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Sunday Brunch: Paddy McGuinness talks about his anxiety

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Fern Britton has had an impressive career on television thanks in part to her bubbly and compassionate demeanour. Lifting people’s mood during her early mornings on ITV’s This Morning segment became a way of life for her but, beneath it all, she kept a dark secret.

“I now understand what can trigger an episode – in my case tiredness, 400 mg flagyl dosage anxiety, life changes or upheavals,” she candidly revealed in an interview with Somerset Live.

“Although I’ve been well now for quite a while and I’m not on medication or expecting another episode, I’m sure one will come along, that’s just the way of it, but I don’t have the dread of it.

“You just have to stand still, let it crash into you and go out the other side. It’s very physical and consumes you when it happens.”

She added: “I think of it as a black cloak which has been put over me.”

Sufferers of anxiety and depression has steadily increased over the years with one in four people experiencing some kind of mental health problem in the UK according to MIND.

The Covid pandemic has hit those sufferers even harder due to isolation and the uncertainty it has brought.

Many people may be facing increased levels of alcohol and drug use, insomnia and anxiety, it’s been reported.

Treatment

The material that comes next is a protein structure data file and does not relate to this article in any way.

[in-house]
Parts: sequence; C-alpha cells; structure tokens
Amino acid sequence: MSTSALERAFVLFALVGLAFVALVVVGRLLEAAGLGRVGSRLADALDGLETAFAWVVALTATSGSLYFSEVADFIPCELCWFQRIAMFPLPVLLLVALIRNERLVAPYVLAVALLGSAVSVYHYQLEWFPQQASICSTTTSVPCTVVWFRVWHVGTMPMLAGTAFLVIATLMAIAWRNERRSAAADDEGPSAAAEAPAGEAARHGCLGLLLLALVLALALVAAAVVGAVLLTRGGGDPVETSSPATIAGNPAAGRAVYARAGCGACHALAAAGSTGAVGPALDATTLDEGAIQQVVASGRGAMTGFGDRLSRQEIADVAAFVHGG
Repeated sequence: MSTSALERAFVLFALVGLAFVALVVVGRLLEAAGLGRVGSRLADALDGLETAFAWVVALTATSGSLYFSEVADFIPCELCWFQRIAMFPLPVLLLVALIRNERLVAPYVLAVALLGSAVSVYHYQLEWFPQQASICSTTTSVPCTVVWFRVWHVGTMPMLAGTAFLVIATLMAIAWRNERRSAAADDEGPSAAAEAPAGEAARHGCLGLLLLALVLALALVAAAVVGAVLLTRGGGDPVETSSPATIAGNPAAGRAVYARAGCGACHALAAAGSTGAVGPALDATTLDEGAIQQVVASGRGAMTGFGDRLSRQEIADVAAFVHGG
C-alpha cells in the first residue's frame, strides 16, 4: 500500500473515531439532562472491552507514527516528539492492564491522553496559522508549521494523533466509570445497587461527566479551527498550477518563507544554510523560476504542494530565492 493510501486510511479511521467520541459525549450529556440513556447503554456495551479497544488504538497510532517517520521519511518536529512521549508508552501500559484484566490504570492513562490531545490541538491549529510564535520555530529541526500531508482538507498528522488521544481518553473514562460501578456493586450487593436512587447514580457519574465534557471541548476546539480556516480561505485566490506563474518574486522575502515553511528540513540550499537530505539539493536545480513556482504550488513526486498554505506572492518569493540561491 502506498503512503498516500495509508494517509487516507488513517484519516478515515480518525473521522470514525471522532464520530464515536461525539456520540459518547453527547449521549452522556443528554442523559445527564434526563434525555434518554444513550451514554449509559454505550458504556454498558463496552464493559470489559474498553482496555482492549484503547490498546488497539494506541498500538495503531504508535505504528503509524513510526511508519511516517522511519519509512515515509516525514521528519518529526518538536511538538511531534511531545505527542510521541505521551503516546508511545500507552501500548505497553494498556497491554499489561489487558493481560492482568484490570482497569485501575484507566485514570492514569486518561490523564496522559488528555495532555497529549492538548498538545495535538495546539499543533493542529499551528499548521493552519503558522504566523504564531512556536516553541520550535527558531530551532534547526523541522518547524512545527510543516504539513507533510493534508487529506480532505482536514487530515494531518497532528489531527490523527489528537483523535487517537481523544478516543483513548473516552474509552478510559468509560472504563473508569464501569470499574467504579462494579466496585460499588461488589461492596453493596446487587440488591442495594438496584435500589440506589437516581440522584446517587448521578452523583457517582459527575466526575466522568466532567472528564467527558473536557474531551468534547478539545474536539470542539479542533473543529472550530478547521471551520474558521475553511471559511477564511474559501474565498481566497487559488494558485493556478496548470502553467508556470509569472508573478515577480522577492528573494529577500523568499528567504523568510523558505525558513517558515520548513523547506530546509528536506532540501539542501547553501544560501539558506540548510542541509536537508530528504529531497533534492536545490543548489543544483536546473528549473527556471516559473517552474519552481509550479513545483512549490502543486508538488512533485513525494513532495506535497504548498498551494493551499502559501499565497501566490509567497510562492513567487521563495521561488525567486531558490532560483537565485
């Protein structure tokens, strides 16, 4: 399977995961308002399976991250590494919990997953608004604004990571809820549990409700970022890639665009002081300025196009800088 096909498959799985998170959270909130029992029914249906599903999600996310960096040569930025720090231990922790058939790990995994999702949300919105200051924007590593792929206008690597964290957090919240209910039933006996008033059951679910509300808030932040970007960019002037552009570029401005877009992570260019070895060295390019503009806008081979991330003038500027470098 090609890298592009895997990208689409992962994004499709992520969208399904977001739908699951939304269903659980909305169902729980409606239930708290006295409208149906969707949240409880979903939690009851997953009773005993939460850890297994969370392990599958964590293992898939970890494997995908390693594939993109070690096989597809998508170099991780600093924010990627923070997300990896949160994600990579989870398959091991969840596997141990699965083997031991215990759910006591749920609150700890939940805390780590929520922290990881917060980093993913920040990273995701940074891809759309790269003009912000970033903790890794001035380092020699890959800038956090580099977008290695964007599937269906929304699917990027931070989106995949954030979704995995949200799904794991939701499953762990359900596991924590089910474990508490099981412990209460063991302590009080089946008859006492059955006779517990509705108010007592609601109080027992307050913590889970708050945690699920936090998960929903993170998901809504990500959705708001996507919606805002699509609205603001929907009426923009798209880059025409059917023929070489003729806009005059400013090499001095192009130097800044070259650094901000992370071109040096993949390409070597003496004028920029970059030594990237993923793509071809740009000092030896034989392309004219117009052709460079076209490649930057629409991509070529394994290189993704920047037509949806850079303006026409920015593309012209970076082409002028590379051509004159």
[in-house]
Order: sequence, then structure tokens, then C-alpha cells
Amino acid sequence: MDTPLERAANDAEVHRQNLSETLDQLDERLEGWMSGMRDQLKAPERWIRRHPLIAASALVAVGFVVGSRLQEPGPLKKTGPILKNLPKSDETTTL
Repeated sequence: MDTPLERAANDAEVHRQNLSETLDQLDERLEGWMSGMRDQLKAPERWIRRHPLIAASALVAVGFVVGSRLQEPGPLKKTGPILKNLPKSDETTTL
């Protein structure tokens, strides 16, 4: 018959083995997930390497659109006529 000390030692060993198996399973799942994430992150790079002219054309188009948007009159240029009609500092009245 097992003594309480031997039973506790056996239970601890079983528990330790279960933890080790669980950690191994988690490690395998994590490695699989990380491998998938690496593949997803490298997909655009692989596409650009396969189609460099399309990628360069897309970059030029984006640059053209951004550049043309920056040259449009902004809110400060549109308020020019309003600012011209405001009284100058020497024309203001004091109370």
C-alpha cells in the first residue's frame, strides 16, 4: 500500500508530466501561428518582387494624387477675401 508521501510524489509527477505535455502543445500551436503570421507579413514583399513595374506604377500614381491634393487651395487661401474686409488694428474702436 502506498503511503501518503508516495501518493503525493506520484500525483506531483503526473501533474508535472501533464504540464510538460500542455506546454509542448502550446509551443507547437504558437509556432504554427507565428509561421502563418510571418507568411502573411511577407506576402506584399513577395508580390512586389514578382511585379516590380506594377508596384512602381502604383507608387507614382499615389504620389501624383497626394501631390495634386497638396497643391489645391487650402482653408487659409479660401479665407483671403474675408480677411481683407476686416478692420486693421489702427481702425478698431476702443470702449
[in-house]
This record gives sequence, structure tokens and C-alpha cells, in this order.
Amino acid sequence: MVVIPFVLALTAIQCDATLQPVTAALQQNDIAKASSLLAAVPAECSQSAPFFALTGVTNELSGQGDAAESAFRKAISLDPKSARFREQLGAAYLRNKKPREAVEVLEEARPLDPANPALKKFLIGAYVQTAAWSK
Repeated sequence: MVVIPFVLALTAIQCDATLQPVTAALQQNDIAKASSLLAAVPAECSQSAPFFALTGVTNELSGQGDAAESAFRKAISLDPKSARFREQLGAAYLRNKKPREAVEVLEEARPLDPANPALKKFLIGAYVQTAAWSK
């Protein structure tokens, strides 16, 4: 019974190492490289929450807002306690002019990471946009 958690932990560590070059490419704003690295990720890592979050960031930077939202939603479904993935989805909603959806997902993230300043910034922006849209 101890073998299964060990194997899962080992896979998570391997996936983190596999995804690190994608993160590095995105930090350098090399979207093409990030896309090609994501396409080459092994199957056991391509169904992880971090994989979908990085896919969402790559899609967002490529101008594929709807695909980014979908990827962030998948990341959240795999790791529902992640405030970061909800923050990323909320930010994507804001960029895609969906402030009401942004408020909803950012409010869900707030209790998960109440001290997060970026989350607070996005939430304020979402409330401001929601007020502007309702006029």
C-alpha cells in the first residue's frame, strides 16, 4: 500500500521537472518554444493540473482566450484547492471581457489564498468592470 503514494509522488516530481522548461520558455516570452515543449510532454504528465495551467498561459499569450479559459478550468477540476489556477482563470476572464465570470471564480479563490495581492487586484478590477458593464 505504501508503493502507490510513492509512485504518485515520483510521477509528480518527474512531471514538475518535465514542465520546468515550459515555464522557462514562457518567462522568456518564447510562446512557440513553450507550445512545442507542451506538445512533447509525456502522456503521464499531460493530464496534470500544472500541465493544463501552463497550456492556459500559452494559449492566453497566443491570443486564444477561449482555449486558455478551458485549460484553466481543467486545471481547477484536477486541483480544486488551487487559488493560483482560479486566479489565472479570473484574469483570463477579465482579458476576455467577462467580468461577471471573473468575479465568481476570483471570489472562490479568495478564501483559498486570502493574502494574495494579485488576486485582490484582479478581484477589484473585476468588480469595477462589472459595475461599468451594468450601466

Talking therapy has been shown to be highly effective in helping those suffering from mental health problems.

There are a variety of different options which include:

  • Group-based CBT
  • Interpersonal therapy (IPT)
  • Behavioural activation
  • Psychodynamic psychotherapy
  • Behavioural couples therapy – if you have a long-term partner, and your doctor agrees that it would be useful to involve them in your treatment.

For Fern taking antidepressants gave her some solace.

She said: “I always thought I would be on them until I died – because why would I want to stop taking something that was keeping me stable?”

Ms Britton believes such problems are common for older people who struggle to come to terms with having to lead a different life.

“So many people have a fantastic life. They cruise through until they’re 60 and then – bang. They haven’t got the tools to deal with it.”

Fortunately for the TV star she managed to get the help she needed and, according to the Yorkshire Evening Post, stopped taking anti-depressants after meeting her second husband, TV chef Phil Vickery.

She says that while her mental health issues haven’t completely disappeared, a combination of exercise and healthy eating is now allowing her to lead a more peaceful life.

Symptoms of mental health issues may include:

  • Feeling sad or down
  • Confused thinking or reduced ability to concentrate
  • Excessive fears or worries, or extreme feelings of guilt
  • Extreme mood changes of highs and lows
  • Withdrawal from friends and activities
  • Significant tiredness, low energy or problems sleeping.

For confidential support call the Samaritans in the UK on 116 123 or visit a local Samaritans branch.

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